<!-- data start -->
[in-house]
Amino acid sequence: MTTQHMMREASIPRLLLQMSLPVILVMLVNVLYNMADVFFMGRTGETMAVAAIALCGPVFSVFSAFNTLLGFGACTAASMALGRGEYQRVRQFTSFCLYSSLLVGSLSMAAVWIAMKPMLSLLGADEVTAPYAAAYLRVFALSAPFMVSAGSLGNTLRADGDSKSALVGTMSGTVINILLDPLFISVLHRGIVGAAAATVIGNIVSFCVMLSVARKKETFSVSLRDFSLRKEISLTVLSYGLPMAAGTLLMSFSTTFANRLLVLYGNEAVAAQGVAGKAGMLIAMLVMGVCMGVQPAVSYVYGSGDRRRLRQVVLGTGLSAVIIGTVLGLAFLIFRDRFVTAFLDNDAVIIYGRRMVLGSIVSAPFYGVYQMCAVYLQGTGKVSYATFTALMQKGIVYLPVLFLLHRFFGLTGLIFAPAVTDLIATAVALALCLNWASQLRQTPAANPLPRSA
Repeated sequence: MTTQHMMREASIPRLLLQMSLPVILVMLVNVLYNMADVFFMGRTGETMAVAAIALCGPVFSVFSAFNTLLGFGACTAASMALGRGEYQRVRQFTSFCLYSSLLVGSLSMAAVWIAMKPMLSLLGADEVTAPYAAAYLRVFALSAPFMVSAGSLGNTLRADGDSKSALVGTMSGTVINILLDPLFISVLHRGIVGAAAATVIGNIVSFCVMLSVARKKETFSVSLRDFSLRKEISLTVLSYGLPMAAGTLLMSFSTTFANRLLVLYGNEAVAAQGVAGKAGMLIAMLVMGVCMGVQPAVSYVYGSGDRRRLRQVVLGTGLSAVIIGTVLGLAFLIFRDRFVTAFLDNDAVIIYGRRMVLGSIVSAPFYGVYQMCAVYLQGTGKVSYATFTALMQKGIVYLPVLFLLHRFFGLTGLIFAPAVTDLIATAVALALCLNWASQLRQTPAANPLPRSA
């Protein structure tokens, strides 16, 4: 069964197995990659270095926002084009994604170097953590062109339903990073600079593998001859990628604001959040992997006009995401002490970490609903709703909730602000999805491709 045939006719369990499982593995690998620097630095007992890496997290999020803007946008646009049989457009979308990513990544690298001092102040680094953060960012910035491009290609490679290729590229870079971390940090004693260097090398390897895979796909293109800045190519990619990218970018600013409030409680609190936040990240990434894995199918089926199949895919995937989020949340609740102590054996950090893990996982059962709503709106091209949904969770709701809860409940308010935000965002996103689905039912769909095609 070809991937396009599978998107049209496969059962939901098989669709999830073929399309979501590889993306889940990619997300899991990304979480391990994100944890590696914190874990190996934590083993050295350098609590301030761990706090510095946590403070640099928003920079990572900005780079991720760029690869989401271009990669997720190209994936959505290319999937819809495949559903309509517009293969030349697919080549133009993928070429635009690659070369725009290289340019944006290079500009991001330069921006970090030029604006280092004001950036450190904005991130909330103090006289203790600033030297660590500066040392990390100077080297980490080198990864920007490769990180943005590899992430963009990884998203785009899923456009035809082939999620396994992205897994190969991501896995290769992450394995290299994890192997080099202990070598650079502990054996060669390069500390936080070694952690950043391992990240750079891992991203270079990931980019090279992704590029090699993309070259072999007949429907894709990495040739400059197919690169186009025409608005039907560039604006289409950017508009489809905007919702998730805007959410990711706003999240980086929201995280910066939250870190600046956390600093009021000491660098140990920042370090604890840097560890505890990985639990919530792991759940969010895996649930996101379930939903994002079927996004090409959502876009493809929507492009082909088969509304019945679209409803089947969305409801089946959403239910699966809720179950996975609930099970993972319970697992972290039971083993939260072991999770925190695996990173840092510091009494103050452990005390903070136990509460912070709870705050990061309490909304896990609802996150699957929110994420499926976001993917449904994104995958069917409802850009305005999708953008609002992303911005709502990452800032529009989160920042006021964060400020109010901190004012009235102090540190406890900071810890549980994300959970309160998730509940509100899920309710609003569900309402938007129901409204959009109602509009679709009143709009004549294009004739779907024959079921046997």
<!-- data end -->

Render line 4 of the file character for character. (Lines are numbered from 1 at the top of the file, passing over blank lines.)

């Protein structure tokens, strides 16, 4: 069964197995990659270095926002084009994604170097953590062109339903990073600079593998001859990628604001959040992997006009995401002490970490609903709703909730602000999805491709 045939006719369990499982593995690998620097630095007992890496997290999020803007946008646009049989457009979308990513990544690298001092102040680094953060960012910035491009290609490679290729590229870079971390940090004693260097090398390897895979796909293109800045190519990619990218970018600013409030409680609190936040990240990434894995199918089926199949895919995937989020949340609740102590054996950090893990996982059962709503709106091209949904969770709701809860409940308010935000965002996103689905039912769909095609 070809991937396009599978998107049209496969059962939901098989669709999830073929399309979501590889993306889940990619997300899991990304979480391990994100944890590696914190874990190996934590083993050295350098609590301030761990706090510095946590403070640099928003920079990572900005780079991720760029690869989401271009990669997720190209994936959505290319999937819809495949559903309509517009293969030349697919080549133009993928070429635009690659070369725009290289340019944006290079500009991001330069921006970090030029604006280092004001950036450190904005991130909330103090006289203790600033030297660590500066040392990390100077080297980490080198990864920007490769990180943005590899992430963009990884998203785009899923456009035809082939999620396994992205897994190969991501896995290769992450394995290299994890192997080099202990070598650079502990054996060669390069500390936080070694952690950043391992990240750079891992991203270079990931980019090279992704590029090699993309070259072999007949429907894709990495040739400059197919690169186009025409608005039907560039604006289409950017508009489809905007919702998730805007959410990711706003999240980086929201995280910066939250870190600046956390600093009021000491660098140990920042370090604890840097560890505890990985639990919530792991759940969010895996649930996101379930939903994002079927996004090409959502876009493809929507492009082909088969509304019945679209409803089947969305409801089946959403239910699966809720179950996975609930099970993972319970697992972290039971083993939260072991999770925190695996990173840092510091009494103050452990005390903070136990509460912070709870705050990061309490909304896990609802996150699957929110994420499926976001993917449904994104995958069917409802850009305005999708953008609002992303911005709502990452800032529009989160920042006021964060400020109010901190004012009235102090540190406890900071810890549980994300959970309160998730509940509100899920309710609003569900309402938007129901409204959009109602509009679709009143709009004549294009004739779907024959079921046997």